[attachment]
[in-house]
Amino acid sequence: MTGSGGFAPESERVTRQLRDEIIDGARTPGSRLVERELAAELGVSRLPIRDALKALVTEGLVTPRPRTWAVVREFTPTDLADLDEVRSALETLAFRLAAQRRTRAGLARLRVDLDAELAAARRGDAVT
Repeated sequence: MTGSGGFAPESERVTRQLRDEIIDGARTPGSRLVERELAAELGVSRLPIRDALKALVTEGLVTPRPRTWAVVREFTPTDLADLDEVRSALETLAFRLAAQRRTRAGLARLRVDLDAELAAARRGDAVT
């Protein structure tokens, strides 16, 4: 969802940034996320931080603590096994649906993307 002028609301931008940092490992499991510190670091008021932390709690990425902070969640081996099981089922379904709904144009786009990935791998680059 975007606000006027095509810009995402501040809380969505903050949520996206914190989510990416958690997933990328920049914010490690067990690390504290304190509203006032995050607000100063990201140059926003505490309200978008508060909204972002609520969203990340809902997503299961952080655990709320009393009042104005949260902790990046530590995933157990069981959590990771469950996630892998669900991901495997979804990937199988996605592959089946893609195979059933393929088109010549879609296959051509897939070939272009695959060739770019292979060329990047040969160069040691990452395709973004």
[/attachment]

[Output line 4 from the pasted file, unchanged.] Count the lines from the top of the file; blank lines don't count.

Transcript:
């Protein structure tokens, strides 16, 4: 969802940034996320931080603590096994649906993307 002028609301931008940092490992499991510190670091008021932390709690990425902070969640081996099981089922379904709904144009786009990935791998680059 975007606000006027095509810009995402501040809380969505903050949520996206914190989510990416958690997933990328920049914010490690067990690390504290304190509203006032995050607000100063990201140059926003505490309200978008508060909204972002609520969203990340809902997503299961952080655990709320009393009042104005949260902790990046530590995933157990069981959590990771469950996630892998669900991901495997979804990937199988996605592959089946893609195979059933393929088109010549879609296959051509897939070939272009695959060739770019292979060329990047040969160069040691990452395709973004």